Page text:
used john deere tractors

2008 Case IH Farmall 95 MFWD Tractor W/Loader, 575 Hrs Showing, FPT Turbocharged And Intercooled 4-Cyl, Diesel, Water Cooled Engine, 12 Forward Speeds, 540 PTO, Small 1000 PTO, Heater, AC, Radio, 320/85R24 Front Tires, 18.4-30 Rear Tires, 2 Wheel Steering, 3 Point Hitch, Block Heater, Additional Lighting Package With Beacon Light, 2 Auxiliary Hydraulics, 2 Doors, 12 Reverse Speeds, Rear PTO Location Axle(S), Mechanical Shuttle Shift Transmission *Includes* 2009 Model L730 Quick Attach Loader SN: Y9WLE4212, Quick Attach Mid Mounted Hydraulic Block, Live Hydraulic Joystick, Third Function For Grapple, 8 Foot Bucket, Standard Skid Loader Quick Attach Mount For Bucket, SN: Z8JP51190 ...more
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For more than six decades, TYM has been entrenched in the global agricultural marketplace. Our experience has honed our expertise, enabling us to build tractors at the utmost level of quality. In 2004, we introduced the first line of compact tractors into the western region of the U.S. Customers quickly recognized the quality and value of our machines. This success prompted us to expand distribution into the eastern U.S., as well as Canada.
I called my pal, Kyle, who runs Van Galder Family Farms in Alpine, New York, and my friend and mechanic Bill Phelps, of Phelps Auto in Lansing, New York. I told them what I was up to and they gave me a punch list of things to look at. Kyle, I found out, would be at the auction and could kick tires with me. That night before the auction, I typed out the accompanying checklist of things to look at before the bidding started.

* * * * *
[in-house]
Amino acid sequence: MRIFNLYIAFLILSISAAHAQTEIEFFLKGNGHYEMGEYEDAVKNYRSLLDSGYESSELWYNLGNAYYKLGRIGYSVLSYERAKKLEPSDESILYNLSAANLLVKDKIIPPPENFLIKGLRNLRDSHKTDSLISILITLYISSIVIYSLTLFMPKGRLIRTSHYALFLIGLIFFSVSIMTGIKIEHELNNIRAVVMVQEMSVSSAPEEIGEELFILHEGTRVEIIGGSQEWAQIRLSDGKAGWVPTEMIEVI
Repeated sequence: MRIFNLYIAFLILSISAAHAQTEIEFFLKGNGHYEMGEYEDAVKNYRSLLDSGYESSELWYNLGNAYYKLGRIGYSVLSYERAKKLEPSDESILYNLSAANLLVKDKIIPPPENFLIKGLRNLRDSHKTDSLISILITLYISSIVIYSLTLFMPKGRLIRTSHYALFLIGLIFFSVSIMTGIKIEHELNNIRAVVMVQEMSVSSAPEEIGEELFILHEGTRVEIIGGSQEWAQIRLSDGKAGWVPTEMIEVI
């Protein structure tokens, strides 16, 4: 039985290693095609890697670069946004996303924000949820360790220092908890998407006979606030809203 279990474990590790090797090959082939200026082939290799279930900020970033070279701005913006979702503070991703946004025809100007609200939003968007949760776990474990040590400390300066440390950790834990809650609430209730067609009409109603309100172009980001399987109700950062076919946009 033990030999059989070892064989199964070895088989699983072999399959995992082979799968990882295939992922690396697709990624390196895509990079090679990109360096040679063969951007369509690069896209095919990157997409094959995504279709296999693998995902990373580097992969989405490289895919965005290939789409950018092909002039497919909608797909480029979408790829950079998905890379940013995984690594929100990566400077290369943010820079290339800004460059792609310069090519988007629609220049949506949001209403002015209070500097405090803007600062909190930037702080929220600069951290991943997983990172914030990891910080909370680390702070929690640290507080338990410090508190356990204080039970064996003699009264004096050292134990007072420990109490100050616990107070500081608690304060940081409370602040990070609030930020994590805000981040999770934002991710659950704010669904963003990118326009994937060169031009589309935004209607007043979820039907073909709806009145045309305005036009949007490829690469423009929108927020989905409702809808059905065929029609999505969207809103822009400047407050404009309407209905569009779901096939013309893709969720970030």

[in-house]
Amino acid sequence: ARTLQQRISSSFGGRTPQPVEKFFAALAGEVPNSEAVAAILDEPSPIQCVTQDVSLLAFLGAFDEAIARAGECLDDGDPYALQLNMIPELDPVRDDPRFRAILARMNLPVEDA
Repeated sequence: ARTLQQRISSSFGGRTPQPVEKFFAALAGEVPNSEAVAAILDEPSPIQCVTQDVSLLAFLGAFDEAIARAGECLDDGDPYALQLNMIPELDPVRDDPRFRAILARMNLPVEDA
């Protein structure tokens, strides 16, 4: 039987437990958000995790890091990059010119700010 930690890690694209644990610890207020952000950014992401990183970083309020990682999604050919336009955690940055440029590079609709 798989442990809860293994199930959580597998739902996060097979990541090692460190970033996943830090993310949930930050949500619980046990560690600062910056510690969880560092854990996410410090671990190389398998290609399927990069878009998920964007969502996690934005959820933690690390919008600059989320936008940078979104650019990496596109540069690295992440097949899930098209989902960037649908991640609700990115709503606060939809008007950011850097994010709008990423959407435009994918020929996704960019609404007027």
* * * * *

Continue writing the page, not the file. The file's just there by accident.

Fifty-five farmers and assorted country folk clustered around the auctioneer. Bidding on the New Holland was fast and fierce. Then, the Kubota was up. “$15,000, can I get $15,000,” the auctioneer sang through a megaphone. “How about 10? Can I get 10? $10,000?” My buddy Kyle had told me never to bid first. They always start high, so wait for the drop and let someone else kick it off. “Nice Kubota, backhoe, good machine, how about 7, can I get 7?” A card went up. A guy in overalls near the front had bid. “We have 7, how about 7-5, 7-5.” Shaking like baby deer, I raised my card. “7-5, in the back. Can I get 8, 8, 8?” Overalls raised his card. “8-5, 8-5.”
The Melroe brothers, of Melroe Manufacturing Company in Gwinner, North Dakota, purchased the rights to the Keller loader in 1958 and hired the Kellers to continue refining their invention. As a result of this partnership, the M-200 Melroe self-propelled loader was introduced at the end of 1958. It featured two independent front-drive wheels and a rear caster wheel, a 12.9 hp (9.6 kW) engine and a 750-pound (340 kg) lift capacity. Two years later they replaced the caster wheel with a rear axle and introduced the M-400, the first four-wheel, true skid-steer loader.[2] The M-440 was powered by a 15.5 hp (11.6 kW) engine and had an 1,100-pound (500 kg) rated operating capacity. Skid-steer development continued into the mid-1960s with the M600 loader.
The make and model category is further divided into the purpose in which a driver sits on the machine and drives it, and the other where the operator works alongside the vehicle. The type of drive is further broken down to wheel type and track type. The wheel type is then broken down into two, three, and four-wheel types of drives, while the track type is subdivided into full and half-track types of drives.
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